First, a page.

“…most of the books I have written and those I minted to write originate from the thought that it will be impossible for me to write a book of that kind: when I have convinced myself that such a book is completely beyond my capacities of temperament or skill, I sit down and start writing it.”
–Italo Calvino on his writing process
What is it that gets you to read? What is it that stops your mind from nodding off to another online post, and instead grabs your attention, forcing your mind to fixate on something utterly, inexplicably strange? What is it that gives you pause—makes you ponder the world—and gives you a deeper understanding of what it means to be a person?
It is not the familiar that sets our minds abuzz with new ideas. The creation of the new is left to the strange. The weird and wacky elements of writing that make us pause to think about things in a new perspective. That is where we can draw inspiration from. And that is what I wish to help understand today.
For me as a fiction writer, it has always been the strange that attracts me. From fanciful imagery of cities put forth in Italo Calvino’s Invisible Cities, to the more subdued sci-fi of Ray Bradbury’s All Summer in a Day, there has always been something that is just so utterly fascinating about a piece that throws convention out the window in an effort to stretch the authors creativity to its limit. It is the ability to embrace what has never been done before that sets truly great writers apart from their contemporaries. Because we as humans always crave something new to mull our minds over.
So this is the question that we face as undergraduates writers, and writers in general: how the hell are we supposed to write something new?
My advice? Write the impossible.
Sounds pretty easy, right? Actually, it is. You see, when it comes to the term ‘impossible’, the definition is actually already set in stone. Based on the Merriam-Webster dictionary, something is impossible if it is either:
- Incapable of being or of occurring, or
- Felt to be incapable of being done, attained, or fulfilled: insuperably difficult.
So all we must do is write something that cannot occur. It can be something as silly as a banana suddenly appearing in front of us out of thin air, or a goat somehow wandering onto a space shuttle and being blasted to mars, or as serious as world peace or total annihilation. All we must do is think of something that is incredibly unlikely to occur, write it down, and bam: we have written the impossible. Created, through our own hands, something that is completely and entirely new in this world.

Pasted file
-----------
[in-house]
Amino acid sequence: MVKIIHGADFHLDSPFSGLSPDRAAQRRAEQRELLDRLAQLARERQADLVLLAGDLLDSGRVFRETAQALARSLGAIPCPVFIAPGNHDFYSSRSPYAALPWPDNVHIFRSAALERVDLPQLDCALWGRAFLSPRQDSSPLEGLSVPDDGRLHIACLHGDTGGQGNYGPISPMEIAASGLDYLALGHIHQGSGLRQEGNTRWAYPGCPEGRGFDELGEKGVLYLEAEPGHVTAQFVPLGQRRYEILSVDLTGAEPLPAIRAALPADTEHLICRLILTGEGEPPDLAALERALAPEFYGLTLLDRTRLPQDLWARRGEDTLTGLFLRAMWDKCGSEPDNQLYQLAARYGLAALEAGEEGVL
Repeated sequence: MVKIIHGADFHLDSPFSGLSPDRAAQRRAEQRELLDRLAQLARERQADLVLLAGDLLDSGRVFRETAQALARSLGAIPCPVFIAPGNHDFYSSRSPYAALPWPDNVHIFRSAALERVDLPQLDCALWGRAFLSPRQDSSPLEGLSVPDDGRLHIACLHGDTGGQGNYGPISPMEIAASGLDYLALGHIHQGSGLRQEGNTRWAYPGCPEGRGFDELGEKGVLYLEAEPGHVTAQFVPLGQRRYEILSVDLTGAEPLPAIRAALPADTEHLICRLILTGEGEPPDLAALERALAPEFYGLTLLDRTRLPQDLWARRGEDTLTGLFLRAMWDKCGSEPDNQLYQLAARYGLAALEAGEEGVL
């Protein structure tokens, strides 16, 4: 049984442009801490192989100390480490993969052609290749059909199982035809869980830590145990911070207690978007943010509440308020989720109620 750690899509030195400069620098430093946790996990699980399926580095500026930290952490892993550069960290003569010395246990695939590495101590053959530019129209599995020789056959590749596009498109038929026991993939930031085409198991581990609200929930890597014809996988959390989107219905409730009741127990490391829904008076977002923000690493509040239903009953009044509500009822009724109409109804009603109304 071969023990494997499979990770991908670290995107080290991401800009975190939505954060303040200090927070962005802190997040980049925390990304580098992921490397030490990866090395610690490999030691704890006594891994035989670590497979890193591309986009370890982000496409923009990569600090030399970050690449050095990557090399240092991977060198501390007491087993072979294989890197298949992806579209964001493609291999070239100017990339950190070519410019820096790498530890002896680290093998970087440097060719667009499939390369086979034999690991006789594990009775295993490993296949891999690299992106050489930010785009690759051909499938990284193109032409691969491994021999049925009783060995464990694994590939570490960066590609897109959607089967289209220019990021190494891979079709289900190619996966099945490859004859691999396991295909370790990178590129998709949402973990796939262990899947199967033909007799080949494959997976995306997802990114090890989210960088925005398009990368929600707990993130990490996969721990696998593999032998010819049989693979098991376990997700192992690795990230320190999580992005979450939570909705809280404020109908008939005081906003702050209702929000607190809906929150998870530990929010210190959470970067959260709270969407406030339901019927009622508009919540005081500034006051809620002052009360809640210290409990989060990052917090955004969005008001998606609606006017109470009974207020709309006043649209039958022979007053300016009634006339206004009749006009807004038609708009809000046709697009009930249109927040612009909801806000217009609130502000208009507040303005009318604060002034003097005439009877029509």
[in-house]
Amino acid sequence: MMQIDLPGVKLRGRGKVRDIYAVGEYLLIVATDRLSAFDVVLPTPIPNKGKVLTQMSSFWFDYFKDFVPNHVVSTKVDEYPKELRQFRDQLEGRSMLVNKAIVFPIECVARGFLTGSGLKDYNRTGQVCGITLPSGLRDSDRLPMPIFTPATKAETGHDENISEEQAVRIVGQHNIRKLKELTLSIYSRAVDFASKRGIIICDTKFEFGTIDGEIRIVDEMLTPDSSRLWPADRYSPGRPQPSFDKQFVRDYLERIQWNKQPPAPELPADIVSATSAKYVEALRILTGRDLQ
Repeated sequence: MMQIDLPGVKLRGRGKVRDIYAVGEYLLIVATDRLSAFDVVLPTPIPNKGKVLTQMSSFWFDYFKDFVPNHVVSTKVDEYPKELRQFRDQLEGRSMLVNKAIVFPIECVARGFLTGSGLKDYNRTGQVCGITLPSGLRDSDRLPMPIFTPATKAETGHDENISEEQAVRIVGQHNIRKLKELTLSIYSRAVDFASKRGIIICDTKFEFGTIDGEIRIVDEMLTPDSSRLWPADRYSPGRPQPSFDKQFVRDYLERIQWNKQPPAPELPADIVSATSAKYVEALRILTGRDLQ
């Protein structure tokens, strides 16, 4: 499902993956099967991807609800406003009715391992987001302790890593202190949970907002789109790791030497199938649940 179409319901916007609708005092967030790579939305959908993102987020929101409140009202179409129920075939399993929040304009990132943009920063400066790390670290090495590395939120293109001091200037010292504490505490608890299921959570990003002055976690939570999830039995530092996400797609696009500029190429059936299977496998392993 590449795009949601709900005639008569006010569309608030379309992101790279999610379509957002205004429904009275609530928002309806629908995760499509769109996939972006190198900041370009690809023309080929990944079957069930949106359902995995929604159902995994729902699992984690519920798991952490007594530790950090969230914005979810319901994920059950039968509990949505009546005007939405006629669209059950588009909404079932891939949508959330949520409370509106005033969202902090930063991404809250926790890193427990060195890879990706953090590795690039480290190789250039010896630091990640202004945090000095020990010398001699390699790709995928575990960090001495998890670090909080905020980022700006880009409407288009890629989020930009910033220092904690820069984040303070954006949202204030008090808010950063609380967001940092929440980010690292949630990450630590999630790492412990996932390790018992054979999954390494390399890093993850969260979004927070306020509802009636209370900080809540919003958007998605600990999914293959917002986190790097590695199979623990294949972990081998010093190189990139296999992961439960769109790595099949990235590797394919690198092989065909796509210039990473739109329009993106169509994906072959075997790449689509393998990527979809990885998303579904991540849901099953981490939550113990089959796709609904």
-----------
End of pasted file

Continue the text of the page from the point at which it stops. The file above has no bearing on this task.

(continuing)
Sounds easy, right? Well, it might not always be so.
It’s an unfortunate reality of the mind that we can become utterly stuck on what we already know. Corner ourselves with facts and logic that dictate that we write a certain way, express the same ideas, and generally create nothing of value. And even if we do end up creating something new, or having some grand idea, we may become stuck along the way of writing that idea out onto a page, or somehow be incapable of making an engaging story about what we have to offer. What should be done in such situations? What should we do when we become ‘stuck’?
I’ve been in such a situation many times before, and apart from just taking a break to clear my mind of the writing process, the most effective thing I have ever done is to ask myself a question. And that question is this:
What if my main character doesn’t succeed? What if the task is impossible? What if gravity suddenly gave way and we found ourselves floating in the inky blackness of space? What if the sun didn’t come up tomorrow, as it has every other day? What if this happened, or this happened, or this or this or this or this or…
And then my mind is free. So if you ever want to take a stab at writing something wonderfully and truly bizarre, I suggest that you try to write something that is completely impossible and roll from there. And if you ever get stuck, I suggest you start asking yourself “What if” questions to get yourself unstuck. There is no theoretical limit on creation or creativity, and it would be an utter bore if we only ever retread paths that have already been walked upon. So get out there and write something weird, bizarre, and completely impossible.
Meet the blogger:
BLAKE BUTENHOFF is a thoroughly odd individual. He is supposedly a Senior of Hamline University’s Undergraduate Creative Writing Program, but no one knows quite exactly how he got into such a position. He enjoys strange works of fiction, hiding out in the quiet corners of rooms, and ketchup on his macaroni.